Amid the damage the COVID-19 pandemic has wrought is thousands of Canadians losing their jobs, many continuing to struggle to find work and some industries finding it very difficult to find staff to fill vacant positions.
Although Statistics Canada says unemployment, in general, has returned to pre-pandemic levels, difficulties continue for the food service industry — which an executive at the Canadian Restaurant Association says has a very visible impact.
“It’s fewer hours, it’s people having to change their menus to make it simpler so you can serve people with less staff,” said James Rillett, the association’s vice-president for central Canada.
“Some (restaurants) are closing one or two days a week, when normally they wouldn’t. It’s having to redeploy staff, and in many cases, it’s that the owner has to work a few extra shifts.
“When we were facing all these lockdowns and from week to week, people didn’t know whether restaurants would be open or not, a lot of people just said, ‘I owe it to my family and myself to get a job that I know will be here from week to week.'”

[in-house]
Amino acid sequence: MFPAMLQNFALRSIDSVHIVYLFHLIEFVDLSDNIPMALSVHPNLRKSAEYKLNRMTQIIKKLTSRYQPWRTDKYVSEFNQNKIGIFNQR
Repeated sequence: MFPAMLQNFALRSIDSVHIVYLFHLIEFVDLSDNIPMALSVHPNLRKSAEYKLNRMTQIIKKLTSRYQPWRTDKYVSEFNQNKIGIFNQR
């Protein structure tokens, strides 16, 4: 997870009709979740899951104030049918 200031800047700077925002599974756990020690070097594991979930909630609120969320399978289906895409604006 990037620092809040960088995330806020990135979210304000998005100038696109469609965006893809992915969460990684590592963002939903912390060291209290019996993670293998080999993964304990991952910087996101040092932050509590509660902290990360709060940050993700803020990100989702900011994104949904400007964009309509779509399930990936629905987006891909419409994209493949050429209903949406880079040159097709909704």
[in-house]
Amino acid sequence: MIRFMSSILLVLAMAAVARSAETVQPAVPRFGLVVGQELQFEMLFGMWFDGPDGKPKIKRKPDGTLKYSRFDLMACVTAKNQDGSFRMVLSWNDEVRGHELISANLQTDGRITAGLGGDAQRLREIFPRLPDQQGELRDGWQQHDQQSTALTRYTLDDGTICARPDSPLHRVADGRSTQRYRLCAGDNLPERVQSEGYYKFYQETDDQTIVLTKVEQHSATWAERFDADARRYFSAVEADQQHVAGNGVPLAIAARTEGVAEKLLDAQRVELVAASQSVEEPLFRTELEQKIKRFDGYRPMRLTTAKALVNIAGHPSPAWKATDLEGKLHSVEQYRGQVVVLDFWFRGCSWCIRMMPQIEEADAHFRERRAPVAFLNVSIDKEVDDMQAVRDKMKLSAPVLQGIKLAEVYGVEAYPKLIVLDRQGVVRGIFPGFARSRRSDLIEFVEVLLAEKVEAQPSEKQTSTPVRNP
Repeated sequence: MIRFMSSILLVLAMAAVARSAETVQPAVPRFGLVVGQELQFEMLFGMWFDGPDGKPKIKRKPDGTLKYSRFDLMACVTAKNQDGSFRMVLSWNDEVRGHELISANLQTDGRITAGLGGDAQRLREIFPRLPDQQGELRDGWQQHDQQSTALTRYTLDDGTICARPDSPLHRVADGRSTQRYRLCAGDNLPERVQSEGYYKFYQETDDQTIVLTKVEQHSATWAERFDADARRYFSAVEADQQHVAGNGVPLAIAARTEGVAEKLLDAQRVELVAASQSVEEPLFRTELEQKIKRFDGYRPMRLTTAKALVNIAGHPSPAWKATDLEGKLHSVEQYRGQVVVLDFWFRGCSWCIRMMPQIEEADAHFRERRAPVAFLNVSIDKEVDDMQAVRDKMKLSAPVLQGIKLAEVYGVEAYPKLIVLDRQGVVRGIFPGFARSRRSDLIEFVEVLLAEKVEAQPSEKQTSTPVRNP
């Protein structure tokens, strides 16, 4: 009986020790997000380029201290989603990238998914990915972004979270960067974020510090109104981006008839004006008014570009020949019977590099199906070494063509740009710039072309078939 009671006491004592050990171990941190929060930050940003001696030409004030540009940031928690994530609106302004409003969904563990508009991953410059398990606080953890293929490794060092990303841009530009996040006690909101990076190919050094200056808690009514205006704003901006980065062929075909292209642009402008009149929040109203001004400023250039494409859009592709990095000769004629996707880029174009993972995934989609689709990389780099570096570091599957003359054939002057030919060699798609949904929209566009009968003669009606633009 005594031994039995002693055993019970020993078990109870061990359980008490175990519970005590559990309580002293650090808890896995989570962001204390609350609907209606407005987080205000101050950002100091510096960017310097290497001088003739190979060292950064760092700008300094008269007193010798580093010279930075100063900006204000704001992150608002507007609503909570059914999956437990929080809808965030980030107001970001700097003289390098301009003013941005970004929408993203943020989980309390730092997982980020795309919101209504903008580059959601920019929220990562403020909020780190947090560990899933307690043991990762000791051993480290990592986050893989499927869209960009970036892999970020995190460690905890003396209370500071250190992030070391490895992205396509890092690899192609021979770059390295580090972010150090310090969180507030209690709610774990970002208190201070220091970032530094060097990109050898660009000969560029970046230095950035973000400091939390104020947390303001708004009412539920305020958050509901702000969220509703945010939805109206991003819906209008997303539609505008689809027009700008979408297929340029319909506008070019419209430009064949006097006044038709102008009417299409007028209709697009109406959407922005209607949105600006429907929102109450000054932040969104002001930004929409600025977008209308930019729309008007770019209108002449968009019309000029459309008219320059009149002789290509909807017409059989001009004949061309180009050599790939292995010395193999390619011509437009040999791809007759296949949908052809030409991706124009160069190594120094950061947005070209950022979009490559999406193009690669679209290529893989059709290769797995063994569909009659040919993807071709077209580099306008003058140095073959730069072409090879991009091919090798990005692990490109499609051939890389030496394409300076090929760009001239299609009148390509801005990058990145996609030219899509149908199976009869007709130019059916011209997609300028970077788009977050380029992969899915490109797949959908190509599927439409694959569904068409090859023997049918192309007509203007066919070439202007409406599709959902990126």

Rillett said the impact of the pandemic has led to the need for a culture shift in the industry.
“I think the industry is in a place where they say we need to make sure people see these as career jobs, and that they can start in a restaurant and move their way up — and maybe become an owner or a manager or an executive in food companies,” he said.
Around 3,000 restaurant jobs that were taken up by valuable employees in Manitoba before COVID-19 remain unfilled, according to labour statistics.
Canada’s labour force is measured monthly by Statistics Canada’s Labour Force Survey, which director for labour market information Vince Dale says is one of StatCan’s most important studies.
“Every month, we select a sample of what we call dwellings … and we go and contact the people in those dwellings, and we ask them a series of questions about their labour force activities — whether they worked, whether they looked for work, if they weren’t in the labour market, what they were doing,” he said.
“So, basically, we take a snapshot every month of about 50,000 households in Canada, and the data that’s collected through that process is what ultimately ends up as the unemployment rate.”
Dale said statistics from both sides of the equation — the supply (the people) and the demand (the businesses) — are used to come up with an accurate picture of the country’s employment situation each month.
Wage fluctuations are an important part of that picture, and are compared with statistics from other Stats Canada researchers who measure inflation.
“That’s been challenging,” he said, “because the mix of employment in Canada has varied considerably over the last 18 months due to COVID.”